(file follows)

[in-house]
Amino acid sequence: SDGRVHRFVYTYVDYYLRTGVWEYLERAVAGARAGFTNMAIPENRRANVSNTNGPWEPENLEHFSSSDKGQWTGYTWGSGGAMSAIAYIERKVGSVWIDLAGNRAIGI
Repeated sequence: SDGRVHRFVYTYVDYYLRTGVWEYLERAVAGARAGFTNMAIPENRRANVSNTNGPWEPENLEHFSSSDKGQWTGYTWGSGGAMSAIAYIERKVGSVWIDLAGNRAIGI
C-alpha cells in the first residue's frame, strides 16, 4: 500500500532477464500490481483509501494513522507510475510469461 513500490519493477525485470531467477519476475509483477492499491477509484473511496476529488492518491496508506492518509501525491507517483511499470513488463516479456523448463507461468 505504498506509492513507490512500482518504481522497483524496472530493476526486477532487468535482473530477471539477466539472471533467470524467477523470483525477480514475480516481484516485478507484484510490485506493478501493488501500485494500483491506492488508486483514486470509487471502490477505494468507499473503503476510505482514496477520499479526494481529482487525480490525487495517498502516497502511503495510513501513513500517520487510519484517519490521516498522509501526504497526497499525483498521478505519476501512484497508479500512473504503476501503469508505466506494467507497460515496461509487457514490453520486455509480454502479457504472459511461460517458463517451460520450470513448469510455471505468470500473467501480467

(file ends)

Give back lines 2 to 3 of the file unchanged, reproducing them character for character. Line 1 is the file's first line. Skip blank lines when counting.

Amino acid sequence: SDGRVHRFVYTYVDYYLRTGVWEYLERAVAGARAGFTNMAIPENRRANVSNTNGPWEPENLEHFSSSDKGQWTGYTWGSGGAMSAIAYIERKVGSVWIDLAGNRAIGI
Repeated sequence: SDGRVHRFVYTYVDYYLRTGVWEYLERAVAGARAGFTNMAIPENRRANVSNTNGPWEPENLEHFSSSDKGQWTGYTWGSGGAMSAIAYIERKVGSVWIDLAGNRAIGI